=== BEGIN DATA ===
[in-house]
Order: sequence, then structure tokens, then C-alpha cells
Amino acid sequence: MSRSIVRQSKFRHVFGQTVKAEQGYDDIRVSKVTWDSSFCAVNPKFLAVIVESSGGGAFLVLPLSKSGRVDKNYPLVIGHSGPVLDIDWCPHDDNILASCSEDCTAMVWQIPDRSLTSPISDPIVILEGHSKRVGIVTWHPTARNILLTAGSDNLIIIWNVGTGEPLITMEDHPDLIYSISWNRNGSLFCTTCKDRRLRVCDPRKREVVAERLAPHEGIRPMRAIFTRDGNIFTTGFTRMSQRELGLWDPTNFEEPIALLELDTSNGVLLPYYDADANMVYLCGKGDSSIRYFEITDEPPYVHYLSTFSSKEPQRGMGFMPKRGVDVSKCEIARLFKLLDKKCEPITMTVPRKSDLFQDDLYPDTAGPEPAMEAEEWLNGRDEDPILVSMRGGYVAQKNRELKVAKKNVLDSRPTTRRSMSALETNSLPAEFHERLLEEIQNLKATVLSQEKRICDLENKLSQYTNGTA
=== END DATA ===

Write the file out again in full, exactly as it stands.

[in-house]
Order: sequence, then structure tokens, then C-alpha cells
Amino acid sequence: MSRSIVRQSKFRHVFGQTVKAEQGYDDIRVSKVTWDSSFCAVNPKFLAVIVESSGGGAFLVLPLSKSGRVDKNYPLVIGHSGPVLDIDWCPHDDNILASCSEDCTAMVWQIPDRSLTSPISDPIVILEGHSKRVGIVTWHPTARNILLTAGSDNLIIIWNVGTGEPLITMEDHPDLIYSISWNRNGSLFCTTCKDRRLRVCDPRKREVVAERLAPHEGIRPMRAIFTRDGNIFTTGFTRMSQRELGLWDPTNFEEPIALLELDTSNGVLLPYYDADANMVYLCGKGDSSIRYFEITDEPPYVHYLSTFSSKEPQRGMGFMPKRGVDVSKCEIARLFKLLDKKCEPITMTVPRKSDLFQDDLYPDTAGPEPAMEAEEWLNGRDEDPILVSMRGGYVAQKNRELKVAKKNVLDSRPTTRRSMSALETNSLPAEFHERLLEEIQNLKATVLSQEKRICDLENKLSQYTNGTA